As I reflect upon this ring, and what it means to me, it teaches me about the courage displayed by Holocaust survivors. Many times I have heard people question why the Jews went to the gas chambers "like sheep to slaughter," showing no resistance. On the contrary, my parents and the other survivors showed resistance by waking up each day to face their perpetrators and endless physical and emotional torture. Despite the unthinkable and horrific circumstances facing them, my family showed great character, and true courage. My mother tried to bring love and joy to the children whom she took care of in the orphanage in the Lodz ghetto. My father carried his cousin on his back when he was too weak to continue on the death march. Each time I see my cousin Henek, now ninety-years-old, he reminds me of his gratitude to my father for being so selfless.
When my grandmother was sent to Auschwitz, she found herself standing face to face with Dr. Josef Mengele, the "Angel of Death," who was directing people to the right and left, and in so doing, determining who would live and who would die. In that instant, she decided that no matter what Mengele told her, she would go to the line where the younger Jews were being directed. Despite Mengele's instructions, she quietly moved to the right, and thereby escaped the crematoria for the first time. She realized that further survival required that she looked as young and healthy as possible Using her knowledge of Italian, she befriended an Italian doctor in the camp, who had access to the infirmary where they stored purple cleaning crystals, which he gave to my grandmother. She used these crystals to make a black hair dye that she shared with others and exchanged for food. She also found berries growing in Auschwitz and used them to apply a red rougelike substance to women's cheeks. The hair dye and berries made them appear healthier and able to work. Through these selfless actions, she helped save hundreds of lives. These were extraordinary acts of humanity performed under the worst of circumstances. This was true courage.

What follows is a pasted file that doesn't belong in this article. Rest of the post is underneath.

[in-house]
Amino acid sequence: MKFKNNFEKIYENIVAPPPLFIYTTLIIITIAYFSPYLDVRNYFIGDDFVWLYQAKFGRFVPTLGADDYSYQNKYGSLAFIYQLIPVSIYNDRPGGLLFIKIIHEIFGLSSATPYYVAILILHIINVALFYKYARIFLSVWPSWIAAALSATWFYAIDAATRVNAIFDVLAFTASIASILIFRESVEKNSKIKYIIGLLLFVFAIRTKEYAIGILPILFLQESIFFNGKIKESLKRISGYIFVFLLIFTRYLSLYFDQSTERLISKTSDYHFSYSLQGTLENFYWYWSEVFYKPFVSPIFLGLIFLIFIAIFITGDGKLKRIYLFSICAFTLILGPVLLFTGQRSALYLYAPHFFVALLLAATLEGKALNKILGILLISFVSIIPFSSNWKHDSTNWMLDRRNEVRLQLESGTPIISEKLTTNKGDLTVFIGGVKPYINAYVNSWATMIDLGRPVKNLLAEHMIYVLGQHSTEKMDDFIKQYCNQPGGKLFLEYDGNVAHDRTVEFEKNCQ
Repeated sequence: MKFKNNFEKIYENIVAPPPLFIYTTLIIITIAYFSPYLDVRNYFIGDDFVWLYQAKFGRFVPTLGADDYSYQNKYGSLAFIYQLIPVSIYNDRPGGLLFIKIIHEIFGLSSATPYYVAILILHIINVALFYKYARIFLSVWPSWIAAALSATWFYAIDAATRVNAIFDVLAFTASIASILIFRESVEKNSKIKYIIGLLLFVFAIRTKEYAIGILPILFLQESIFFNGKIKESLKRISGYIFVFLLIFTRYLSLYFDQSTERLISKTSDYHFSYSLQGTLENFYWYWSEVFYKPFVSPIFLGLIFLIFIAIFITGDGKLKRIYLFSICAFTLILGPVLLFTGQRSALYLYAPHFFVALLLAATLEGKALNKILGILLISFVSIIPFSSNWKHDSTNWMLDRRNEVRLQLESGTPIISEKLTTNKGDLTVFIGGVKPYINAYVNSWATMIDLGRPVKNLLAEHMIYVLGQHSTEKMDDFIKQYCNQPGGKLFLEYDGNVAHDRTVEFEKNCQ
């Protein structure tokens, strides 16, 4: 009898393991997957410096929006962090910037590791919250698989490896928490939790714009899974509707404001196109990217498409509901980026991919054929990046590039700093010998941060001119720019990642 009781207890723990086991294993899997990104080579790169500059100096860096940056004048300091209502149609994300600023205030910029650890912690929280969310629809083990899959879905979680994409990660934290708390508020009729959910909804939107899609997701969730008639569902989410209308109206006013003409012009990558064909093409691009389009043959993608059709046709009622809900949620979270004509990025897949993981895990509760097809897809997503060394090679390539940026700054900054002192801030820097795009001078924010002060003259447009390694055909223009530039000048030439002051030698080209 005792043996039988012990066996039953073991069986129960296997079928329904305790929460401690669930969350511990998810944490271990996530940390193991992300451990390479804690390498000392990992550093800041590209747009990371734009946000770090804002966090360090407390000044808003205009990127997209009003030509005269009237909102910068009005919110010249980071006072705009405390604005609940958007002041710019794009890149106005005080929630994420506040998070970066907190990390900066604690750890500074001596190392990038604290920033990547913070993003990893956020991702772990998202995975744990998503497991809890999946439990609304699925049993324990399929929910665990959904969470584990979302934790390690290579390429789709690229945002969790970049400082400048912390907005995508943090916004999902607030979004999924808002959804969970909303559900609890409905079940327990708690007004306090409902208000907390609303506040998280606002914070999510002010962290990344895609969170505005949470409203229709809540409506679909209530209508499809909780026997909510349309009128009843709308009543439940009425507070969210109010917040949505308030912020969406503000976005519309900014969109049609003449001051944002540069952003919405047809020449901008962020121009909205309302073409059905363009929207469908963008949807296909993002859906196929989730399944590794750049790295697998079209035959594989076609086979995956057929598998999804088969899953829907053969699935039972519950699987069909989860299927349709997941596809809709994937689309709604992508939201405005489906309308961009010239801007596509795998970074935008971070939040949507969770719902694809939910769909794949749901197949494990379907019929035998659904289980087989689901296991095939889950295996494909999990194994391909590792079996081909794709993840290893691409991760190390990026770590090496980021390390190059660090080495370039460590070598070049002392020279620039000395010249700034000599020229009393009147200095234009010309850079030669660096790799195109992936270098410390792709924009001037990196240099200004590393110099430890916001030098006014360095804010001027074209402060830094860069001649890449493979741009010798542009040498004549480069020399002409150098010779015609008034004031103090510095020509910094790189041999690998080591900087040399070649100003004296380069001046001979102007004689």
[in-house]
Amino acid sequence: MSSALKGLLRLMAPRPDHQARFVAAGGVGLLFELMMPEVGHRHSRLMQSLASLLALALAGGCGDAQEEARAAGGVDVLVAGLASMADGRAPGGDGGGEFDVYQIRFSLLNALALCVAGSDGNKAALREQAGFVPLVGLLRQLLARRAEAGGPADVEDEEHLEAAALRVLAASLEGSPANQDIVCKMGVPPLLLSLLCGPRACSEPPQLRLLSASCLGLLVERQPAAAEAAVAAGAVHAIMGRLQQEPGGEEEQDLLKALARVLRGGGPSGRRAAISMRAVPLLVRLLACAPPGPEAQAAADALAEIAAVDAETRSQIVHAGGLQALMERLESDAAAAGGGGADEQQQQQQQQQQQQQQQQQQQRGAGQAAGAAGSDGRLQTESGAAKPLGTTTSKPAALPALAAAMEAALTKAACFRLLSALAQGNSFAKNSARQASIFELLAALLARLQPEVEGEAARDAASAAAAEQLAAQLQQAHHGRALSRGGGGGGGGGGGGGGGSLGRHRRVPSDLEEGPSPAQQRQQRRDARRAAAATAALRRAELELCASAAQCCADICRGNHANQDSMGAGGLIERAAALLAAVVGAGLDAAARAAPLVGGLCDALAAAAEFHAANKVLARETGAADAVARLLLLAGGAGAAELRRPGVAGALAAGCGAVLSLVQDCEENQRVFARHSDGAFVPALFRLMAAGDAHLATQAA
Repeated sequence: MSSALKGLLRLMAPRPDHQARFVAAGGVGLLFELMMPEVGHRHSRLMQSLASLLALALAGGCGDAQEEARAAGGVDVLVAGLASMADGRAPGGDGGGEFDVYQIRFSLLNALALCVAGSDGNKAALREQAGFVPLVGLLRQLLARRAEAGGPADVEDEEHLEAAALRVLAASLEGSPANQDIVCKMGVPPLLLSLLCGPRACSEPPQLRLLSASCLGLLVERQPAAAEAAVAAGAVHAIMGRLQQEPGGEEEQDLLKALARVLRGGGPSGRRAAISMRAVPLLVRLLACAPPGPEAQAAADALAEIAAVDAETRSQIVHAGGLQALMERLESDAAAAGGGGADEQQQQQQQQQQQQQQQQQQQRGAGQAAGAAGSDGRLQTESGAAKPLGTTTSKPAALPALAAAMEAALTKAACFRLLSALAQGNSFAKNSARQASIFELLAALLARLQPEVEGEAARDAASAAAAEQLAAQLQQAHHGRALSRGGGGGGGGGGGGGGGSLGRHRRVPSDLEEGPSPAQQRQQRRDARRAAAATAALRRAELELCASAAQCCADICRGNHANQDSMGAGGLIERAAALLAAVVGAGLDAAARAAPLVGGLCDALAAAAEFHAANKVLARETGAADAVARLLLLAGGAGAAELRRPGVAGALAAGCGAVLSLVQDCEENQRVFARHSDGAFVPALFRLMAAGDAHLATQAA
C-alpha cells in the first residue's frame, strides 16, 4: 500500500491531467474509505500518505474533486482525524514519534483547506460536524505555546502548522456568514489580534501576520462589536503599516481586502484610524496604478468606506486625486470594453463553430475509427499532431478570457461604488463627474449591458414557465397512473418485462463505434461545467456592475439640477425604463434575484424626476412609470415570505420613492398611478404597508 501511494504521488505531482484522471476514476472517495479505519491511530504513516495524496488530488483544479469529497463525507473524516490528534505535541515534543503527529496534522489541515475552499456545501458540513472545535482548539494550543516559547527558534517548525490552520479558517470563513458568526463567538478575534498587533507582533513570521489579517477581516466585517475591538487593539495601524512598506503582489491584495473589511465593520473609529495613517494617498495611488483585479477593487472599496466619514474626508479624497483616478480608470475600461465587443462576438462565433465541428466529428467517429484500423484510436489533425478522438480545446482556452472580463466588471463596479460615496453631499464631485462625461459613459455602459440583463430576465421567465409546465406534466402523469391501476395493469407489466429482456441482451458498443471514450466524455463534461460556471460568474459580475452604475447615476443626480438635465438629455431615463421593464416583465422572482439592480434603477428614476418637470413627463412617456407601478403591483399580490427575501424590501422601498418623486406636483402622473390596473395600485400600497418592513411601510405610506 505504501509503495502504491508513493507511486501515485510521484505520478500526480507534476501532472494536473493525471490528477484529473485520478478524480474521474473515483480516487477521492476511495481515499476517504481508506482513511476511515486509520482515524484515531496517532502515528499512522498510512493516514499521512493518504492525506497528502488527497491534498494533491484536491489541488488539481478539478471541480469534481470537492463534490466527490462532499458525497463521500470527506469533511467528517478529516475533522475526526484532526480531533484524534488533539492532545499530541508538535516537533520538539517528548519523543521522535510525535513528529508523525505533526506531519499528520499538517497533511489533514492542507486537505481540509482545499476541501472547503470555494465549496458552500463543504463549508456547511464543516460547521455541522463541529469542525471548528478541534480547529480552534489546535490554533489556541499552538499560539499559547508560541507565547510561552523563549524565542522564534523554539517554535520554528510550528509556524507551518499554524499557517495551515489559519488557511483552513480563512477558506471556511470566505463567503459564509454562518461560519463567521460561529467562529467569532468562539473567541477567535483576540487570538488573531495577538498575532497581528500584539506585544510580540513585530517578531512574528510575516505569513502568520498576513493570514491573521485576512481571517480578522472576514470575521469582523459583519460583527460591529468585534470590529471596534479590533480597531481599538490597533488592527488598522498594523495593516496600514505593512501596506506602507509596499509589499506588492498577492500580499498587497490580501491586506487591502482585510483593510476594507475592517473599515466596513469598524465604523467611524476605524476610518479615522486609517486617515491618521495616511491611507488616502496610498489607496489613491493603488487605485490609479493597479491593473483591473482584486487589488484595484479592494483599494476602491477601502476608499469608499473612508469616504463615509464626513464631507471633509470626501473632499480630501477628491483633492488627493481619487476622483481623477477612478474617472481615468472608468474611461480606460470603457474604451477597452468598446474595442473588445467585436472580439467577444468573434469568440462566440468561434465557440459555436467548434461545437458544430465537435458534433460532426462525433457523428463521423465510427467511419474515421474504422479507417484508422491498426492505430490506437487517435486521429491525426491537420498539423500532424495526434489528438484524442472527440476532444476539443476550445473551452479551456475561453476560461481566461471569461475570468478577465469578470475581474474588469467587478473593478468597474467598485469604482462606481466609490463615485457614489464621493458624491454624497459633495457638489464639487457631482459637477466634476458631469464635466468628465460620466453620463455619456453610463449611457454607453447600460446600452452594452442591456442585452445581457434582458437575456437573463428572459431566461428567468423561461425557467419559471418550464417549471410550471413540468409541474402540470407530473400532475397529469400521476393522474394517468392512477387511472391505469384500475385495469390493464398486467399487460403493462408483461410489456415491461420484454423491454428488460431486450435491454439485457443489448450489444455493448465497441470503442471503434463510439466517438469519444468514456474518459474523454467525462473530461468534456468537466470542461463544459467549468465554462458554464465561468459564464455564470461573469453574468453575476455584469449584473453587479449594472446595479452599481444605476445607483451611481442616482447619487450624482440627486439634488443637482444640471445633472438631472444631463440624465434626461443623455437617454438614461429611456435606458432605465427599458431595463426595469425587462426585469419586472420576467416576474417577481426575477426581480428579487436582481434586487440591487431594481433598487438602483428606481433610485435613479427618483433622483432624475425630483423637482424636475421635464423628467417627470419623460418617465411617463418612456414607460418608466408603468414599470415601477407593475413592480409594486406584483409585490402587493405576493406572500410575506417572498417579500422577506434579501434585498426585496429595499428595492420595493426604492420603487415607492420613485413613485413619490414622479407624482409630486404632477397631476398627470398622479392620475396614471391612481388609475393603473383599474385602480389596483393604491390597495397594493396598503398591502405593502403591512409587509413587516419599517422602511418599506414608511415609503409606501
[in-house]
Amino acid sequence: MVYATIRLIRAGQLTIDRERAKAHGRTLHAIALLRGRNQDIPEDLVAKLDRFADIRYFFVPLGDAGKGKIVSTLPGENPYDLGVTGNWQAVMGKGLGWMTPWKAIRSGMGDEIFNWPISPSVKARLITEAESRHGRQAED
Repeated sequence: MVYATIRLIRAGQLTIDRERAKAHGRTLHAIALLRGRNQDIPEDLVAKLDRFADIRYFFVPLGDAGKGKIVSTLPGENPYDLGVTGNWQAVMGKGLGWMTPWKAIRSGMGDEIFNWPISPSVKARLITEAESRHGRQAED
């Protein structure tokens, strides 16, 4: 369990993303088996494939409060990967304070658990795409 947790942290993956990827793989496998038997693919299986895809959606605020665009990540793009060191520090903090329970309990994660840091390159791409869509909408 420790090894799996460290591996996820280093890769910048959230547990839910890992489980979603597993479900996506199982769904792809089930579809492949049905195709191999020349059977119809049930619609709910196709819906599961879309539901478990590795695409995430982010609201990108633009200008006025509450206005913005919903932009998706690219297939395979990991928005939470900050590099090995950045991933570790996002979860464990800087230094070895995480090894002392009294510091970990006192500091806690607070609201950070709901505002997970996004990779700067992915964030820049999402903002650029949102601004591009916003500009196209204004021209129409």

The Child of Survivors: A New Beginning in America
I grew up with these stories, and they have inspired me throughout my life. This was my heritage. But I couldn't let it rest there. I didn't want these atrocities to be my family's only legacy. I had to turn it around somehow for them. I had to try to give meaning to their senseless suffering and to model a message that we are responsible for one another-that as individuals, we can influence the human condition for good, knowing that it can just as easily be subjected to evil.
My parents, grandmother, and I came to the United States when I was three-years-old. We didn't speak a word of English, and my family had no money or formal professional training. We settled in New York City, in the Washington Heights area of Manhattan, joined by hundreds of other Holocaust survivors. I went to yeshiva, a Jewish day school, because my parents wanted me to become educated in Jewish studies. In spite of what happened to them, they never lost their belief in God. They felt that because they had been singled out by the Nazis for the crime of being born Jewish, their responsibility was to imbue their love of Judaism in their children.
The yeshiva's curriculum was quite rigorous. We spent half of each day studying Hebrew language, Hebrew literature, laws and customs, the Bible, and Talmud. The other half of the day was devoted to English, math, science, social studies, music, and art. I got home at 5:00 PM and had at least three-to-four hours of homework each night. My mother told me that although she understood this school was very demanding, she felt it would give me the background to succeed in life. There were many times I resented not having more time to play, but I liked my friends at school and enjoyed mastering so many different subjects. College and graduate school seemed relatively easy compared to my early education.
My mother always revered education and went to night school to learn English. She learned to crochet, and worked making dresses and evening gowns to help supplement my father's modest income. She became very talented at this craft, but eventually had to give it up when her eyesight began to suffer from the intricate work. Her life was very busy because in addition to working and taking care of our family, we had taken in two boarders for whom she cooked and cleaned to help to make ends meet.